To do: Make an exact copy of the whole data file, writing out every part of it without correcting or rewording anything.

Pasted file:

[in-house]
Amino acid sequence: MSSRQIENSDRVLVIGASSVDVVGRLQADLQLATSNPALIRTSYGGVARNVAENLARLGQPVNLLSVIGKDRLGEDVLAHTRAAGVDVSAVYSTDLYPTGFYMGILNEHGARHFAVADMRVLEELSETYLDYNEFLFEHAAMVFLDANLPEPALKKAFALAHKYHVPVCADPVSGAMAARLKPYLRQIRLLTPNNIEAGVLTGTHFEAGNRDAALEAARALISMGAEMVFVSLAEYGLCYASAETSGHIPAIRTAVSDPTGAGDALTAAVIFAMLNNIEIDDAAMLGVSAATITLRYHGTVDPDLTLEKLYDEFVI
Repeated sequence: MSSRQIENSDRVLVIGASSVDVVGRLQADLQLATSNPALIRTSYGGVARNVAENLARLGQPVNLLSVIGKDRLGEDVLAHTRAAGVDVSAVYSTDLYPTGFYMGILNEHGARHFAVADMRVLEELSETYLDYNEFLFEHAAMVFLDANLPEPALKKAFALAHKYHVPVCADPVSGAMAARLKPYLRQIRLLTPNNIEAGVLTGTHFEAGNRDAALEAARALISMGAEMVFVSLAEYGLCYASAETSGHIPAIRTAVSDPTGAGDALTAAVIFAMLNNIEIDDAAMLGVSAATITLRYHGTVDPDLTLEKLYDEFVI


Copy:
[in-house]
Amino acid sequence: MSSRQIENSDRVLVIGASSVDVVGRLQADLQLATSNPALIRTSYGGVARNVAENLARLGQPVNLLSVIGKDRLGEDVLAHTRAAGVDVSAVYSTDLYPTGFYMGILNEHGARHFAVADMRVLEELSETYLDYNEFLFEHAAMVFLDANLPEPALKKAFALAHKYHVPVCADPVSGAMAARLKPYLRQIRLLTPNNIEAGVLTGTHFEAGNRDAALEAARALISMGAEMVFVSLAEYGLCYASAETSGHIPAIRTAVSDPTGAGDALTAAVIFAMLNNIEIDDAAMLGVSAATITLRYHGTVDPDLTLEKLYDEFVI
Repeated sequence: MSSRQIENSDRVLVIGASSVDVVGRLQADLQLATSNPALIRTSYGGVARNVAENLARLGQPVNLLSVIGKDRLGEDVLAHTRAAGVDVSAVYSTDLYPTGFYMGILNEHGARHFAVADMRVLEELSETYLDYNEFLFEHAAMVFLDANLPEPALKKAFALAHKYHVPVCADPVSGAMAARLKPYLRQIRLLTPNNIEAGVLTGTHFEAGNRDAALEAARALISMGAEMVFVSLAEYGLCYASAETSGHIPAIRTAVSDPTGAGDALTAAVIFAMLNNIEIDDAAMLGVSAATITLRYHGTVDPDLTLEKLYDEFVI